Is there anywhere on the site or elsewhere with a data base of things you memorised and the images you used?

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#1 31 August, 2018 - 11:49
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Is there anywhere on the site or elsewhere with a data base of things you memorised and the images you used?


Hey!

A long term admirer of memory champions and their techniques, doing a bit of dabbling myself here and there, but still very much a beginner.

The techniques work. Period. If you manage to invent an image to represent a term, and you then deposit that term in a mental palace, you are almost certain to remember it. The difficult part is coming up with a suitable image in the first place.

The masters who practice and have significant experience I know can do so on the fly, but for beginners like myself it's far from that easy. Yesterday for example I memorised the 50 US states (I've never tried to memorise a list longer than 20 before, and it seemed cool). If we ignore preparation of the palace (first time, so I didn't have any available), that still took me maybe 2-3 hours, which is quite a bit of time.

If the information you're memorising is something that's important i.e. an exam you may choose to spend those hours doing so, but if it's superfluous knowledge like the above (I'm not even American!) you probably won't, at least not very often. If however that time could be cut down, there's so much I'd like to memorise: all the periodic elements, all notable 20th century dates, etc etc. If I was given a list of suitable images for the states, even with my inexperience I doubt it'd have taken me more than 20, 25 minutes to memorise the states.

I've done a lot of reading through the wiki and the forum, and I don't think there is, but if I've missed it, could someone point me towards a database where information and associated images are collected? If it doesn't exist, I'd suggest that such a resource be created. It's pointless us all spending large amounts of time duplicating work that others are doing. It'd also get a lot more people into memorising I think, since it'd make memorising significantly easy i.e. lower the barrier to entry.

I'd suggest simply adding pages to the wiki with the following format.

Main page with links to all subpages:
"Memorise:
- periodic table
- US states
- world's countries
....."

And then within each page:
"50 US states. Find below the names and associated images:

Connecticut
Connect two items and then cut the strand between them

Maine
Horse with a really long mane

Massachusetts
Picture someone chewing on a massive fish

New Hampshire
Picture two hamsters, one old and one new with a cross through the old
.........
"
(you can find all 50 at https://drive.google.com/open?id=16jvhtU1FfyCIH0SCGsWu7kZigMEGmpHx)
Everyone can be free to add their own images that they used giving people more options, and people who use the resources can vote on the best ones. Someone can each month go through and clean the options up, limiting it to the top 3 for example.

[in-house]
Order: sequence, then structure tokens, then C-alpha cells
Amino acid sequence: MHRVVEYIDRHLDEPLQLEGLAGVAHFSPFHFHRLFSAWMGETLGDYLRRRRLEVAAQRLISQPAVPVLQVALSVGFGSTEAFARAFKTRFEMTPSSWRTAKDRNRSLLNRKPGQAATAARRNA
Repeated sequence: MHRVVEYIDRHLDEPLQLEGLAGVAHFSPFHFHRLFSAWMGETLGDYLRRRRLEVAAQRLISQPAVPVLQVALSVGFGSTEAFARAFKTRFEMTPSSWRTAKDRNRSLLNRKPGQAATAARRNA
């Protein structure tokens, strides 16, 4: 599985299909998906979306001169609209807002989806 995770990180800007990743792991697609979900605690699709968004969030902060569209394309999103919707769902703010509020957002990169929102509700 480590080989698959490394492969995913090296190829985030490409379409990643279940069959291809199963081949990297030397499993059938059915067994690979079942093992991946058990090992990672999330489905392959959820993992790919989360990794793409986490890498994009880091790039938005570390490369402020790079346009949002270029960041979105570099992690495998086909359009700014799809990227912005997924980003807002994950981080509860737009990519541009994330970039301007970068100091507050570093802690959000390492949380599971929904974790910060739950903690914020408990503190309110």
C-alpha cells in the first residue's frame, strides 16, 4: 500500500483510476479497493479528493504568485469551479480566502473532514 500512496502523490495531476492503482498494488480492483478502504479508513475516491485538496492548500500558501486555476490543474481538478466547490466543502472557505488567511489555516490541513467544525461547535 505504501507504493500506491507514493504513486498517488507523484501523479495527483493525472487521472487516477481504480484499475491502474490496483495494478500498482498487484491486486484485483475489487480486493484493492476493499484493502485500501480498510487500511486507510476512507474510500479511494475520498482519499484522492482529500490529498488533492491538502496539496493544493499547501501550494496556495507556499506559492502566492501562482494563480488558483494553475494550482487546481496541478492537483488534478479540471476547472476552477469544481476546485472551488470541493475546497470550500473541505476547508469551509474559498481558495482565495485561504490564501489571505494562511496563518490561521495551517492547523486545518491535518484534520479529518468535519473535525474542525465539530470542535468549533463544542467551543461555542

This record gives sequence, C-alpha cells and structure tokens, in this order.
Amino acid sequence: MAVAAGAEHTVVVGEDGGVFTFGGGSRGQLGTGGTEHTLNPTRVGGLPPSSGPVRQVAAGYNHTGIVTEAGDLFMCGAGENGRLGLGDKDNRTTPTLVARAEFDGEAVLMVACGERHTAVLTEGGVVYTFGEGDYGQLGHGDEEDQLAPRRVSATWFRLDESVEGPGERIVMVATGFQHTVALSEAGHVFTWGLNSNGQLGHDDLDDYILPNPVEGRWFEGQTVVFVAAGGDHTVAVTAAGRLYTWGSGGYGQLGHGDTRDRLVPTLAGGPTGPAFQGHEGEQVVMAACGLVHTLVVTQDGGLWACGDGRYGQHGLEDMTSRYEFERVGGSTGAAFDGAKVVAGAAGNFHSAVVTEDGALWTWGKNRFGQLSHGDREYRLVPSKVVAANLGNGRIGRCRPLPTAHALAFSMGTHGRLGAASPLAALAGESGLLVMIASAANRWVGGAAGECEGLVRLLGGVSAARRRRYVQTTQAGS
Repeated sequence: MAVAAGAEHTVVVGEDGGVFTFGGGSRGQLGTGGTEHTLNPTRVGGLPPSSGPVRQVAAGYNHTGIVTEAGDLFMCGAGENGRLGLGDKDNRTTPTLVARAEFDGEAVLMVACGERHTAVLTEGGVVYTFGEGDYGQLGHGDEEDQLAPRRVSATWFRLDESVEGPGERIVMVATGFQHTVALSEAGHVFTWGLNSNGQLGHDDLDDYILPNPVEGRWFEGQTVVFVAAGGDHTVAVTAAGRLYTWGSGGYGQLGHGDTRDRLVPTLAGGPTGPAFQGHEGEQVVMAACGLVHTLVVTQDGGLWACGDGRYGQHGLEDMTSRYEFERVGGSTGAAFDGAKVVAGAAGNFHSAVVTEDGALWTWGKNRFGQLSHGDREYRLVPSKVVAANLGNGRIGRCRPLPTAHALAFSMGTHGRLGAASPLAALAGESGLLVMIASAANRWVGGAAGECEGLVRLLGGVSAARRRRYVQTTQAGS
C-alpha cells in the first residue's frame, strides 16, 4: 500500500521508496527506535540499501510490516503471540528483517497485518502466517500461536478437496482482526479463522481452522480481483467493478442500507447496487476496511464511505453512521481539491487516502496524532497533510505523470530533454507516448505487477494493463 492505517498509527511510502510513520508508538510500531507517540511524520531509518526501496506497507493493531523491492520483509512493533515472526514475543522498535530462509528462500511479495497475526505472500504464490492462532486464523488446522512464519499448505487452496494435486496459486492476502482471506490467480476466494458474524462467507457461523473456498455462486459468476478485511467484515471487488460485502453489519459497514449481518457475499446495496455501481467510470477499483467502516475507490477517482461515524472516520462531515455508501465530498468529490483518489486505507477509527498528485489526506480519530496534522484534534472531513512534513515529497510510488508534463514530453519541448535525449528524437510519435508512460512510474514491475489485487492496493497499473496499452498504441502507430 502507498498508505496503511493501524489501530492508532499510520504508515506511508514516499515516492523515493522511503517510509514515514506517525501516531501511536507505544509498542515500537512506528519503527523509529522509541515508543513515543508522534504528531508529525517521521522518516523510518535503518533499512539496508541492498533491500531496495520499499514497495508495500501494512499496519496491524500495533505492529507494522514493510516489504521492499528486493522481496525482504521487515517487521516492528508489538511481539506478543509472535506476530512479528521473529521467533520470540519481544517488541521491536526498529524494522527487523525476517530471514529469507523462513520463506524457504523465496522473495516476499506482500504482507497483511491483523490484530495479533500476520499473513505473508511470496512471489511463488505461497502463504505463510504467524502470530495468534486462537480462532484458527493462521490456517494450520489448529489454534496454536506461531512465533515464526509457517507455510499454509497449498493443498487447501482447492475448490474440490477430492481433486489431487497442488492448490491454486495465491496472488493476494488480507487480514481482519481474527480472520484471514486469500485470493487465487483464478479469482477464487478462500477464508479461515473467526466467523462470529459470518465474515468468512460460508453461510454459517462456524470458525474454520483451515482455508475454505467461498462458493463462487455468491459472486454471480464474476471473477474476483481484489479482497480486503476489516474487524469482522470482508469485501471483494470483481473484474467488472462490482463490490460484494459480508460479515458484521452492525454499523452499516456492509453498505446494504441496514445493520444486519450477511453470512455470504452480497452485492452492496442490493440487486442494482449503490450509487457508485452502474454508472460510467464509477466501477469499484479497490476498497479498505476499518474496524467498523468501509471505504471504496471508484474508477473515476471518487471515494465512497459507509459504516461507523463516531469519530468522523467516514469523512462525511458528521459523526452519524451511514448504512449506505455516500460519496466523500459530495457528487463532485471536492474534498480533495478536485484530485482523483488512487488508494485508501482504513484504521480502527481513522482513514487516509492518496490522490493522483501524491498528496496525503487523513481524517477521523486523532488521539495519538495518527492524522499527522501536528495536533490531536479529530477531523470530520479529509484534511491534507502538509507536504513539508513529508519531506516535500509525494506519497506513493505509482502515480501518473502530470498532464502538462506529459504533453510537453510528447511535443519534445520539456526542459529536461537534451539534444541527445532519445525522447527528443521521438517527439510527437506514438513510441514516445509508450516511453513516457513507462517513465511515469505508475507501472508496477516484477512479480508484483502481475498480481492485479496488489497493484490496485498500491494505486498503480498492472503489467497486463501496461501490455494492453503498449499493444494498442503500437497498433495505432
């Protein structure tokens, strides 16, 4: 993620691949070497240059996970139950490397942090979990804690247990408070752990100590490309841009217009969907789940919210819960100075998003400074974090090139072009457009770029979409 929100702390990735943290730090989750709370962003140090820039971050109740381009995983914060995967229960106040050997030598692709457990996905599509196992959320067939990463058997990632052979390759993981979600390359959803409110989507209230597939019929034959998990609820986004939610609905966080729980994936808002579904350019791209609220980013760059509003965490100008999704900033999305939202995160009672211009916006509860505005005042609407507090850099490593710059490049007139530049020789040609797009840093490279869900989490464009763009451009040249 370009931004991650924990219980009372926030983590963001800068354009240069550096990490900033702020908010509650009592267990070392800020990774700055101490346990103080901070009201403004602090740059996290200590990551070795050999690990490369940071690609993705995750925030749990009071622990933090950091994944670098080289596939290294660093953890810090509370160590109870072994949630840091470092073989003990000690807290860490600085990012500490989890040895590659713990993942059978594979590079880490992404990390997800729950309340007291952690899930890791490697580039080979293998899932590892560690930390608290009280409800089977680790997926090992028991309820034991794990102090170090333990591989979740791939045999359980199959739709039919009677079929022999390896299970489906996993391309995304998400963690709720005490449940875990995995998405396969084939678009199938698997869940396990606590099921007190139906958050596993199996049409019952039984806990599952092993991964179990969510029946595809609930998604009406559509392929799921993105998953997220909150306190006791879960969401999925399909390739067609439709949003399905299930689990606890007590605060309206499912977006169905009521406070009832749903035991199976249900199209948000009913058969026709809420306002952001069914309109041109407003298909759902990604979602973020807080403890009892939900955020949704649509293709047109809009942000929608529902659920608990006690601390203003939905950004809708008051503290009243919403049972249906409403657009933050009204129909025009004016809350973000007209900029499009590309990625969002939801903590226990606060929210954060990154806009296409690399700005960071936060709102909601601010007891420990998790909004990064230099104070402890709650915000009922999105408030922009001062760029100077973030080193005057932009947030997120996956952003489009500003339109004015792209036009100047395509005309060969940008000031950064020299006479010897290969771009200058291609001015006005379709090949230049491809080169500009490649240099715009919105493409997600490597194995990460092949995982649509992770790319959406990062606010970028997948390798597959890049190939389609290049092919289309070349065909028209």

Any time someone wants to memorise a new data set they can look at the topic list, see if it exists and save themselves some time. And if it doesn't, they can create one, expanding the knowledge base that we have. I can see this becoming a super valuable resource. At the moment for example I'm learning Spanish, memorising vocabulary. The pace at which I do it is quite low since I have trouble coming up with images, so a lot I just brute force. But if we collectively create images for the 1000, or 2000, or even more most common words, anyone who wanted to learn the language could potentially acquire the requisite vocabulary in a matter of days.

To motivate people to contribute we could track how many images someone contributes, and create a leader board. It'd be awesome if some of the masters started working on these data sets for practice creating images - a few of them, an hour or so a day and soon anybody could memorise anything within almost no time at all.

What do you guys think?

1 September, 2018 - 05:09
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Joined: 1 year 4 months ago

Quote:
The difficult part is coming up with a suitable image in the first place.

The masters who practice and have significant experience I know can do so on the fly, but for beginners like myself it's far from that easy.

It will become much easier with practice. Memory League has helped me a lot with coming up with images for abstract information like contents of laws etc.
If you train to memorize random words, you will inevitably get faster and better at coming up with images for anything you want to learn, no matter how abstract the information is.

10 October, 2018 - 17:47
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Joined: 1 year 1 month ago

Bonjour.
C'est une très excellente idée que j'approuve.

2 November, 2018 - 23:01
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Joined: 3 years 8 months ago

There is a feature something like that in our memory software. You can create sets of mnemonic images ("memo sets") and place them in memory journeys. The memo sets and journeys can then be shared with other users.

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